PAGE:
The Sea is Ours: Tales from Steampunk Southeast Asia—Edited by Jamee Goh and Joyce Chng
Mothership, Tales of Afrofuturism and Beyond— Edited by Bill Campbell
The New Voices of Fantasy— Edited by Peter S. Beagle
I wish you all happy reading across the multitude of fascinating worlds out there!
About the Book
Title: Lord of the White Hell: Book One
Series: The Cadeleonian Series Volume One
Publisher: Blind Eye Books
Release Date (Print & Ebook): August, 2010
Length (Print & Ebook): 362 pages
Subgenre: High fantasy, school story, YA/NA, epic fantasy
Blurb: Kiram Kir-Zaki may be considered a mechanist prodigy among his own people, but when he becomes the first Haldiim ever admitted to the prestigious Sagrada Academy, he is thrown into a world where power, superstition and swordplay outweigh even the most scholarly of achievements.
But when the intimidation from his Cadeleonian classmates turns bloody, Kiram unexpectedly finds himself befriended by Javier Tornesal, the leader of a group of cardsharps, duelists and lotharios who call themselves Hellions.
However Javier is a dangerous friend to have. Wielder of the White Hell and sole heir of a Dukedom, he is surrounded by rumors of forbidden seductions, murder and damnation. His enemies are many and any one of his secrets could not only end his life but Kiram’s as well.
Sale info: Lord of the White Hell will be reduced to $2.99 from 9/11 – 9/16.
“The White Tree is here.” Javier strode to the center of the circle of gnarled trees and dropped to his knees.
“But there’s nothing there.” Kiram frowned at grassy clearing.
“I’m here.” Javier smiled up at him and then lifted his hand to Kiram. His fingers were gashed. Streaks of his blood stood out like dark strokes against his pale skin. “You’re here.”
Kiram came forward and laced his fingers with Javier’s.
“Don’t let go,” Javier told him.
Then Javier placed his free hand on the ground and bowed his head. He whispered a Bahiim word again and again. White sparks flared over his fingers. Where they struck Kiram’s skin a hot, pulsing sensation flared up but then faded at once to a dead cold. Javier’s entire body tensed and his voice grew rough with the force he pushed into each word.
Above them the jays shrieked and swirled and then, as a mass, they dived. Kiram hunched over Javier, shielding his face. If Javier noticed he gave no sign.
Kiram felt the wind of hundreds of wings descending and steeled for their impact. A single sweep of talons clawed across his bowed neck and then an explosion of white fire ripped up from Javier. A wave of intense heat washed through Kiram. The jays screamed and then went suddenly silent. All around Kiram the world burned away and strange forms rose from the waves of power emanating from the white hell.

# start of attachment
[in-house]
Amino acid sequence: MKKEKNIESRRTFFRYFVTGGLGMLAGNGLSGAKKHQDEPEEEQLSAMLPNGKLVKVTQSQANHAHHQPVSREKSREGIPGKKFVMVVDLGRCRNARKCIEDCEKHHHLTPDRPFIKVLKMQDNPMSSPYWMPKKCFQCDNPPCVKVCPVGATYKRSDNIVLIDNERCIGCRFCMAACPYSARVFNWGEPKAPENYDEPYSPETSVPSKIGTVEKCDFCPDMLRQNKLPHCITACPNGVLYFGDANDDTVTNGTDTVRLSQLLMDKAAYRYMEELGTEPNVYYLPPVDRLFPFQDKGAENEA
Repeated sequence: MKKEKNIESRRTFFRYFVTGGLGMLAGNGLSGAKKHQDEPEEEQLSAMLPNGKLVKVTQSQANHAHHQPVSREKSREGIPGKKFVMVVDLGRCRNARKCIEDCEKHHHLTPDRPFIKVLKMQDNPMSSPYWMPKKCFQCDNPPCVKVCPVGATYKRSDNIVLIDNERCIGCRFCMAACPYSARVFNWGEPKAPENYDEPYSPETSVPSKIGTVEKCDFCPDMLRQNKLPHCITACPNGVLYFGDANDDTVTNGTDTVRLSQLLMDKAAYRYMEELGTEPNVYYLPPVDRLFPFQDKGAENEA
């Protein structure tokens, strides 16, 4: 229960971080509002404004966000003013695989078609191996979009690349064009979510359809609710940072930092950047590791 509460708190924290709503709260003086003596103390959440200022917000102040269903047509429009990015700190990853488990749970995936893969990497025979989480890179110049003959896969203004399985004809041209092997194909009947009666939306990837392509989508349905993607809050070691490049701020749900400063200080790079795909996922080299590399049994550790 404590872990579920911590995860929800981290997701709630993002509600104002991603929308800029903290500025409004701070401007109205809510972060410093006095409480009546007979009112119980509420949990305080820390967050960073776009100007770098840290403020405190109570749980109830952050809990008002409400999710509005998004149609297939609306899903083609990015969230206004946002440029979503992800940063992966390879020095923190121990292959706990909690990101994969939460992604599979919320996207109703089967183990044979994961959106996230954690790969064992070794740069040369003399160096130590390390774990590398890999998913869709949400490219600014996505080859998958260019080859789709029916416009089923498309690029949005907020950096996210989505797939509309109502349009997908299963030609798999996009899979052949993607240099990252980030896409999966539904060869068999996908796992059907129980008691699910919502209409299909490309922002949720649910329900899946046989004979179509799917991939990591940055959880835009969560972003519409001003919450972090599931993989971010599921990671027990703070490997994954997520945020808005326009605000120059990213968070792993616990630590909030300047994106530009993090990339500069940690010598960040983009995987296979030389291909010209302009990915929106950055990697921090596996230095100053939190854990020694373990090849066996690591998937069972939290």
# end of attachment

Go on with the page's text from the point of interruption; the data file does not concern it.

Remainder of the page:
A curling gray smoke hung where brambles had once formed dark walls. Where twisted oaks had stood, now thirteen tangled black knots loomed up. Like crooked fingers opening from huge fists they unfurled the way the simple letters of Calixto’s diary had opened. But these trees were far more complex. Every twig and branch twisted into forms of script. Roots erupted and surged forward like black eels, all of them swimming straight for Javier’s extended hand.
A blinding white symbol glowed from beneath Javier’s fingers. As Kiram watched it grew more intense, turning Javier’s flesh luminous as a paper lantern and casting shadows of the bones of his hand. A trembling, electric sensation shot up from Javier through Kiram’s arm. The sensation grew painfully hot but Kiram hung on.
Cold, black roots slithered over Kiram’s feet and ankles as they swarmed up over Javier’s outstretched hand. They writhed up his arm and for a horrifying moment Kiram thought they would engulf Javier, but as they touched his skin, light scorched along their tangled lengths and shot up into the surrounding trees.
In moments all thirteen trees were ablaze with light. Their writhing branches traced glowing golden script into the air and the symbols seemed to take flight, spreading over the brambles and woods, then filling the sky. The symbols shone like stars and then fell like snowflakes.
One drifted down to Kiram’s arm. It looked like the symbol for protection. It felt like the lightest kiss against his skin, and then it melted away leaving Kiram feeling somehow safer and stronger, despite the fierce heat rolling over him.
All around the symbols settled, illuminating the surrounding wilderness, and suddenly Kiram realized that this was the White Tree: the entire glade, lit and luminous with blessings.
Still kneeling at his side, Javier didn’t seem to see anything. Kiram felt tremors of exhaustion rocking his muscles.
“Javier, I think it’s done. We should go.” Kiram tugged at Javier’s hand. “You can stop now.”
Javier raised his head. The black shadows of his skull and teeth showed through his luminous, pale skin. Blinding white fire filled the hollows of his eyes. It was as if the face of death leered up at him.
Kiram jumped and almost lost his hold on Javier’s hand.
“Javier!” Terror lifted the pitch of Kiram’s voice. “Close the white hell! Close it!”
The jaw of the skull dropped as if to speak but only white vapor rose from the gaping mouth.
About the Author
Award-winning author Ginn Hale lives in the Pacific Northwest with her lovely wife and their ancient, evil cat. She spends the rainy days admiring local fungi. The stormy nights, she spends writing science-fiction and fantasy stories featuring LGBT protagonists. (Attempts to convince the cat to be less evil have been largely abandoned.)